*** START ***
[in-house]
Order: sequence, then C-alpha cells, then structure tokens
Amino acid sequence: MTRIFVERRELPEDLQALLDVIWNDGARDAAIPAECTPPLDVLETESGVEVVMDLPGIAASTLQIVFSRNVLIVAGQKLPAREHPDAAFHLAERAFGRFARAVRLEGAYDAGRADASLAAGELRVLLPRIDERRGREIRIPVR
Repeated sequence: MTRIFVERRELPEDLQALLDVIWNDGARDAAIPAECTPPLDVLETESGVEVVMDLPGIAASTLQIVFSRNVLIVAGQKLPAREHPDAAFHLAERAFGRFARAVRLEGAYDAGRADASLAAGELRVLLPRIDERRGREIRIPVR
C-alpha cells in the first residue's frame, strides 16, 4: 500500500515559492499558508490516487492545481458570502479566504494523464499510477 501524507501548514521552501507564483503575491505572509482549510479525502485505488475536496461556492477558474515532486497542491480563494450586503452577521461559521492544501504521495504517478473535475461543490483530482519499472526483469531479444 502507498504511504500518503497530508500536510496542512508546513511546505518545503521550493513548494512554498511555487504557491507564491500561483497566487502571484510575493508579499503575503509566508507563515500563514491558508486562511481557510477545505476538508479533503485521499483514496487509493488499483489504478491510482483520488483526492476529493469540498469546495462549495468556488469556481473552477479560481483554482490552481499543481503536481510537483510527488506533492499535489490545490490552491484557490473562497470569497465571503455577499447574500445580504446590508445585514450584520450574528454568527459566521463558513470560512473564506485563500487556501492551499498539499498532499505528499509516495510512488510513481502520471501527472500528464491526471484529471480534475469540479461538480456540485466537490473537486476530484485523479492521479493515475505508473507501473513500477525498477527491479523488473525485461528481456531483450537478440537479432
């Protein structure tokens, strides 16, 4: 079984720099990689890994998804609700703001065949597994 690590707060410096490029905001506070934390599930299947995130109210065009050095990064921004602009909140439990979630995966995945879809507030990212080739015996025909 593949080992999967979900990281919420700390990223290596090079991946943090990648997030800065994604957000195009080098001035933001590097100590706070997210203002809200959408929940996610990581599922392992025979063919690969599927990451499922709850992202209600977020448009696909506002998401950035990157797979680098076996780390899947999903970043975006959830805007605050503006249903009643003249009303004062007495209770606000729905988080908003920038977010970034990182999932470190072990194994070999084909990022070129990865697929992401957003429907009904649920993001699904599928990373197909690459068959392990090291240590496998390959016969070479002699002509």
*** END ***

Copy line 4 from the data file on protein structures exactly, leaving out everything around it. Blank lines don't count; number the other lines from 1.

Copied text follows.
Repeated sequence: MTRIFVERRELPEDLQALLDVIWNDGARDAAIPAECTPPLDVLETESGVEVVMDLPGIAASTLQIVFSRNVLIVAGQKLPAREHPDAAFHLAERAFGRFARAVRLEGAYDAGRADASLAAGELRVLLPRIDERRGREIRIPVR